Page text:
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Teens started March for Our Lives, but all ages participated

A new survey of the Washington, DC, protest suggests that the demonstrations have reached much further than young people.

Lin-Manuel Miranda performs at the March for Our Lives in Washington, DC, on March 24, 2017.
Lin-Manuel Miranda performs at the March for Our Lives in Washington, DC, on March 24, 2017.
Chip Somodevilla/Getty Images

The March for Our Lives was launched by a bunch of bold teenagers — particularly survivors of the Parkland, Florida, shooting like Emma Gonzalez and David Hogg. But a survey of participants in the Washington, DC, protest suggests that these teens have attracted a much broader kind of crowd.

Dana R. Fisher, a University of Maryland professor who studies protest movements, found that the majority of participants at the march in Washington were 26 years old or older. Of the 308 people sampled, 40 were 19 or younger (13 percent) and 52 were 25 or younger (17 percent).

“The youth really sparked people’s interests,” Fisher told me. “I think what they’ve done is captured the imagination of the general population.”

Fisher’s survey, which she first detailed in the Washington Post, was conducted at the DC march — in which her team sampled every fifth person at designated areas, getting them to fill out a questionnaire on a tablet.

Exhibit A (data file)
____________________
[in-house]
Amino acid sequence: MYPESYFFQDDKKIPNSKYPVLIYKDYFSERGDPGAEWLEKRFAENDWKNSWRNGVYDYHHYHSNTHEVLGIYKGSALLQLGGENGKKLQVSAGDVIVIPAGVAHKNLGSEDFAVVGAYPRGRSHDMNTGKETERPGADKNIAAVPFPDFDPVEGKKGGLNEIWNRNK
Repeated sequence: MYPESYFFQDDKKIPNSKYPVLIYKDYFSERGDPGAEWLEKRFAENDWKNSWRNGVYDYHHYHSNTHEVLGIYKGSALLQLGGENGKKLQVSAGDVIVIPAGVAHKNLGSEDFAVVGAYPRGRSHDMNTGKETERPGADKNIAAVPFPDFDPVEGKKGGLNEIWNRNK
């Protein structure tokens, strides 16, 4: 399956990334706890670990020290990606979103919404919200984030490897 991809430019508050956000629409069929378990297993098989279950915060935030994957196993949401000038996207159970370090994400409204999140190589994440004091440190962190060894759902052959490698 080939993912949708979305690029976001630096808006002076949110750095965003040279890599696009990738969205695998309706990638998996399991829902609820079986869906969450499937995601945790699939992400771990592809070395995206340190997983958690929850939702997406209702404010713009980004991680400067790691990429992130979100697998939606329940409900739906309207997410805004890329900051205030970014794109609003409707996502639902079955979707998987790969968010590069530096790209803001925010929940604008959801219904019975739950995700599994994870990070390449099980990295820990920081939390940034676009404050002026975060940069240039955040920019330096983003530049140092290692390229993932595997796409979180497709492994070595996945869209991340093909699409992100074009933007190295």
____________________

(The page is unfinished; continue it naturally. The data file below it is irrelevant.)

Fisher noted a few caveats: A lot of teens were concentrated in a single area near the stage, and the survey ended at 1 pm, potentially undercounting the number of teens and kids by a small amount. Many of the children also may have attended the event with parents, slightly inflating the true level of adult interest.

Still, the results are surprising. The media describes the new anti-gun energy as a youth movement. But it’s really a youth-led movement that’s captivated a more general audience.

And this is just one of several interesting data points that Fisher’s team uncovered.

Attendees were often interested in more than gun violence

Fisher’s team also asked adults (18 and older) why they attended the march, allowing them to pick multiple reasons. Most of them — about 57 percent — selected “social welfare,” which was described in the survey as “including gun violence, health care, benefits, etc.” About 54 percent said “peace,” and 49 percent said President Donald Trump. (Protesters under 18 were not surveyed in detail due to privacy and legal concerns.)

But Fisher found an interesting split: Most people who were new to protests — 27 percent of the crowd — did not explicitly say that gun violence was a motivator. Their top two issues, instead, were “peace” (56 percent) and Trump (42 percent). Only about 12 percent picked the social welfare option.

In comparison, 60 percent of people who had attended at least one previous protest chose the social welfare option.

Fisher said that this split between why attendees were there and the march’s main purpose is unusual. For example, nearly 61 percent of attendees at the Women’s March in 2017 were there for women’s rights — and there was no statistically significant difference, Fisher said, between veteran protesters and newcomers.